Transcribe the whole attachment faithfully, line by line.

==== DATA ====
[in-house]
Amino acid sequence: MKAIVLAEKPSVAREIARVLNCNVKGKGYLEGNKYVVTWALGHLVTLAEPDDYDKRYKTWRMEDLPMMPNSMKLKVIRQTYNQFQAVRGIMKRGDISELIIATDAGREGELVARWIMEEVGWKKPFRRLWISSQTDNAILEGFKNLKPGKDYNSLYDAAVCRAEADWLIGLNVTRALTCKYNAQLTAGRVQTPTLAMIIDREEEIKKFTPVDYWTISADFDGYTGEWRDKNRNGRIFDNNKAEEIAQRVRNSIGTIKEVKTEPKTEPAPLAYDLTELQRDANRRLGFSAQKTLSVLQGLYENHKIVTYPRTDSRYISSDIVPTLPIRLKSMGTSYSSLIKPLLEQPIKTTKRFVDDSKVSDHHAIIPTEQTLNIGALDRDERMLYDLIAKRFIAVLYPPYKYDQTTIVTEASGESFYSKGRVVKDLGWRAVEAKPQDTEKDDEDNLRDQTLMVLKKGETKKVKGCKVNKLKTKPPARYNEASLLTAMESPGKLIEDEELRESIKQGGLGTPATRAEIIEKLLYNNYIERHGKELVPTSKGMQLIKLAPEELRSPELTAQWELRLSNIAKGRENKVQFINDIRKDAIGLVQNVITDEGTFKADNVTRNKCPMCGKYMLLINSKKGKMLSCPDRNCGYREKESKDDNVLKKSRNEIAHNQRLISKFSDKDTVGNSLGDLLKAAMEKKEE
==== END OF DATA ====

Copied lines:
[in-house]
Amino acid sequence: MKAIVLAEKPSVAREIARVLNCNVKGKGYLEGNKYVVTWALGHLVTLAEPDDYDKRYKTWRMEDLPMMPNSMKLKVIRQTYNQFQAVRGIMKRGDISELIIATDAGREGELVARWIMEEVGWKKPFRRLWISSQTDNAILEGFKNLKPGKDYNSLYDAAVCRAEADWLIGLNVTRALTCKYNAQLTAGRVQTPTLAMIIDREEEIKKFTPVDYWTISADFDGYTGEWRDKNRNGRIFDNNKAEEIAQRVRNSIGTIKEVKTEPKTEPAPLAYDLTELQRDANRRLGFSAQKTLSVLQGLYENHKIVTYPRTDSRYISSDIVPTLPIRLKSMGTSYSSLIKPLLEQPIKTTKRFVDDSKVSDHHAIIPTEQTLNIGALDRDERMLYDLIAKRFIAVLYPPYKYDQTTIVTEASGESFYSKGRVVKDLGWRAVEAKPQDTEKDDEDNLRDQTLMVLKKGETKKVKGCKVNKLKTKPPARYNEASLLTAMESPGKLIEDEELRESIKQGGLGTPATRAEIIEKLLYNNYIERHGKELVPTSKGMQLIKLAPEELRSPELTAQWELRLSNIAKGRENKVQFINDIRKDAIGLVQNVITDEGTFKADNVTRNKCPMCGKYMLLINSKKGKMLSCPDRNCGYREKESKDDNVLKKSRNEIAHNQRLISKFSDKDTVGNSLGDLLKAAMEKKEE